Oddly, no one had thought of that solution.

Fortunately, the check was in the mail.

Interestingly, in Erwin Schrödinger’s thought experiment the cat is simultaneously alive and dead.

As you can see from these examples, the adverb is not specific enough to modify one word, but provides a comment on the entire sentence.

The Finer Points of Adverbs

Comparative Forms of Adverbs

Just as with adjectives, adverbs come in three forms: positive (the basic form), comparative (showing a greater or lesser degree) and superlative (showing the greatest or least degree).

There are two ways to form the comparative:

  • Use –er when the adverb is just one syllable long: nearer, later, sooner, slower, straighter.
  • If the adverb is longer than one syllable, add more: more closely, more fully, more incessantly, more jealously.

Similarly, there are two standard ways to form the superlative:

  • Use –est when the adverb is just one syllable long: nearest, quickest, slowest, straightest.
  • If the adverb is longer than one syllable, add most: most impressively, most gleefully.

The only exception to these rules is early, which follows the rules for one syllable adverbs (earlierearliest).

Irregular adverbs

Some irregular adverbs don’t follow the normal rules for comparative and superlative forms:

Positive Comparative Superlative
well better best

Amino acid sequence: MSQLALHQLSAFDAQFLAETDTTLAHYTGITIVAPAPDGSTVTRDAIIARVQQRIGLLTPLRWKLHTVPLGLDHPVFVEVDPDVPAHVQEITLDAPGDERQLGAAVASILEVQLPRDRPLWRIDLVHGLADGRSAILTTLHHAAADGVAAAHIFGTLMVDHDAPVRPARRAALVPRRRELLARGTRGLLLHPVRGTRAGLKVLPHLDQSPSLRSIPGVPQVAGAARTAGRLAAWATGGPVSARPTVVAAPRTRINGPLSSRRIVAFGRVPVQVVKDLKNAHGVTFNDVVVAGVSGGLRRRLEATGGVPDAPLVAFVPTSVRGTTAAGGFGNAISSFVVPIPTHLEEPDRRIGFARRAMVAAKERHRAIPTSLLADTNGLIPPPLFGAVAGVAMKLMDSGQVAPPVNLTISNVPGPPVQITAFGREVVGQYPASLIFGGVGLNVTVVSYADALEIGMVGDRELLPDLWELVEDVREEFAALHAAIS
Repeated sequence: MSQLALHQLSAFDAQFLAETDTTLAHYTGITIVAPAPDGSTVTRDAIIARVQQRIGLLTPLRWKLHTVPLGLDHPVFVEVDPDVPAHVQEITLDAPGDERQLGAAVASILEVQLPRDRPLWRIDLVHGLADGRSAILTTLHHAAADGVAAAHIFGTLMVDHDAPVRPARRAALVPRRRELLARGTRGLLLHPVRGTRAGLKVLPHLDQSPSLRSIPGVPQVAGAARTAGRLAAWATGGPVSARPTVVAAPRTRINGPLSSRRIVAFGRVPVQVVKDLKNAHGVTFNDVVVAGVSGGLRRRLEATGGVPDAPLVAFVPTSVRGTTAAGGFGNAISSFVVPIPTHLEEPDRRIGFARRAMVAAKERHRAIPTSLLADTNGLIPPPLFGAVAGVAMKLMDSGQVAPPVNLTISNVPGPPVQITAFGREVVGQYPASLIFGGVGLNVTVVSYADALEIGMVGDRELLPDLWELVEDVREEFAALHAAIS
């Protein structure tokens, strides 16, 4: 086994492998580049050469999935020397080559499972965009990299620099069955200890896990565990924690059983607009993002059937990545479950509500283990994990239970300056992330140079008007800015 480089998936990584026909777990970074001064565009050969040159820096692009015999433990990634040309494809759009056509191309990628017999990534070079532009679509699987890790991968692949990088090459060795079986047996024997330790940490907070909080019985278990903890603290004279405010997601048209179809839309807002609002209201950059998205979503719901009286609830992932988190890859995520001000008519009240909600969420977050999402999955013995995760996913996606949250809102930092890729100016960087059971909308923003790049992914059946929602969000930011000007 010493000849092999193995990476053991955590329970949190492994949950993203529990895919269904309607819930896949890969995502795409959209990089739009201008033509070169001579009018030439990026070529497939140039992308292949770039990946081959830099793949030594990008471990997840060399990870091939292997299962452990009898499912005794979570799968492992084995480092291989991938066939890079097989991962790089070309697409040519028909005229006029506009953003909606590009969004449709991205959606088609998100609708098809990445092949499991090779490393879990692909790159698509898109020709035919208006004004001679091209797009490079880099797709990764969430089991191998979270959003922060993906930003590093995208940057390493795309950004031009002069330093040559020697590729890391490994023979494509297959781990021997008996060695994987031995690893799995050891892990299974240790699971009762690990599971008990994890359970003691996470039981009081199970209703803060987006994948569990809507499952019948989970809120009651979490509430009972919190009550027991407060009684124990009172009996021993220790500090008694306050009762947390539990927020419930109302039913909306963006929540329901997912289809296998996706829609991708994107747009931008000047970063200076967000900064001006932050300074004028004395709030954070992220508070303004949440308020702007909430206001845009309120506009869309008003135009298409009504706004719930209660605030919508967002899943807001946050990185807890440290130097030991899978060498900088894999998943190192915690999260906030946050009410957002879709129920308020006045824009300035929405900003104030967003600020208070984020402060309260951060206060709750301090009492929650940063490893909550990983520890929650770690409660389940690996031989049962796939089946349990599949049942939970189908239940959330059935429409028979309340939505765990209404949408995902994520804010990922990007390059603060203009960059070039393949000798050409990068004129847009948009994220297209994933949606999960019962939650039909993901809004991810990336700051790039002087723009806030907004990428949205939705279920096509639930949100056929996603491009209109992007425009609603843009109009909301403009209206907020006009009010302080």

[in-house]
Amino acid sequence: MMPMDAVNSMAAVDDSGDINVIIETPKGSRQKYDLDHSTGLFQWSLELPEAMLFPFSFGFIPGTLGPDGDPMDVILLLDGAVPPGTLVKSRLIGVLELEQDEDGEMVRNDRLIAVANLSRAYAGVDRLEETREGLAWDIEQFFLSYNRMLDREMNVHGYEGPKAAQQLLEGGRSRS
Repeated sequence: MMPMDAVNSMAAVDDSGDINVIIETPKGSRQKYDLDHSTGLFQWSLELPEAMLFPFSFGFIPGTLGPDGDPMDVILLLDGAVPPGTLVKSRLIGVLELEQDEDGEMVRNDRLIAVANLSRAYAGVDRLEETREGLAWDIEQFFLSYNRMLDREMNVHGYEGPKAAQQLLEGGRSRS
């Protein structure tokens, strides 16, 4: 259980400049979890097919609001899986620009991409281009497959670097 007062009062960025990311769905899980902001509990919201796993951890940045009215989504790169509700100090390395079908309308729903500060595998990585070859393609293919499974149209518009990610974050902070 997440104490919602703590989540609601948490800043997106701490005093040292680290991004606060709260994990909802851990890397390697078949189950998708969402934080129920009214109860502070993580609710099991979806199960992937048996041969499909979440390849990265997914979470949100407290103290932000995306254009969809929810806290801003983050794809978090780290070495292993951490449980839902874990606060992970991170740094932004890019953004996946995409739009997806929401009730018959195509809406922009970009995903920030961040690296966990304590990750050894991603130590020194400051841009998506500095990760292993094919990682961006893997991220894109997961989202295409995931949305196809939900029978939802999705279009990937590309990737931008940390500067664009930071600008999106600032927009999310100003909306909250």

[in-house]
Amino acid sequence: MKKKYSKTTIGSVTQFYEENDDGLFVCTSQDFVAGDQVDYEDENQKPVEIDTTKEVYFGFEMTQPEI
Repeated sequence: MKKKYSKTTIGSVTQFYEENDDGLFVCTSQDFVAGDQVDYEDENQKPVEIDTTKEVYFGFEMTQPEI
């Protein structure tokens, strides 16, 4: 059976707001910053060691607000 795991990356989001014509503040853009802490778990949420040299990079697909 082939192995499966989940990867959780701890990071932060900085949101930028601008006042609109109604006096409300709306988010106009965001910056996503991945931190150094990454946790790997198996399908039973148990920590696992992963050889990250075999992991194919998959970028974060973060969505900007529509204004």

badly worse worst
much more most
little less least
far farther/further farther/furthest

Many of these forms are the same as for irregular adjectives.

Adverbs with Two Endings

If you’ve read the previous section, you may have noticed that some adverbs that end in –ly also have a shorter form. Here are some examples:

close, closely
loud, loudly
quick, quickly
slow, slowly

Sometimes the two forms are used in different ways:

He came close and gave me a hug.

I watched her closely.

At other times, the shorter form is simply a more casual way of phrasing something:

Janet laughs so loud that her mom gets embarrassed.

Let’s go slow this time.

In a more formal context you should think about using the –ly ending, but it depends somewhat on preference. You might find that you would readily substitute slowly, but still prefer loud over loudly.

Common Mistakes

There are a few adverbs and adjectives that cause a lot of trouble. Let’s focus on the chief troublemakers:

Adjective Adverb
bad badly
good well

To see which one you’re dealing with, you have to look at the rest of the sentence. Take the following examples:

He treated me badly.
That was a bad idea.

He treated me well.
That was a good idea.

So far so good: the adverb modifies the verb and the adjective describes the noun. The difficulty comes when we use a linking verb:

She felt bad about our breakup.

A linking verb is usually followed by a noun or adjective that describes the subject. That’s why we have to use bad rather than badly. You can see why this is so if you compare a similar sentence:

The weather forecast looked bleak.

The linking verb itself is not being modified—it’s the forecast that’s bleak.

But there is one more thing to watch out for: the adverb well can also be an adjective, in which case it refers to one’s health. Compare these sentences:

After her fever subsided, Belinda was well enough to go to class.

After her fever subsided, Belinda felt good enough to go to class.

In each case we’ve used an adjective to describe Belinda’s health.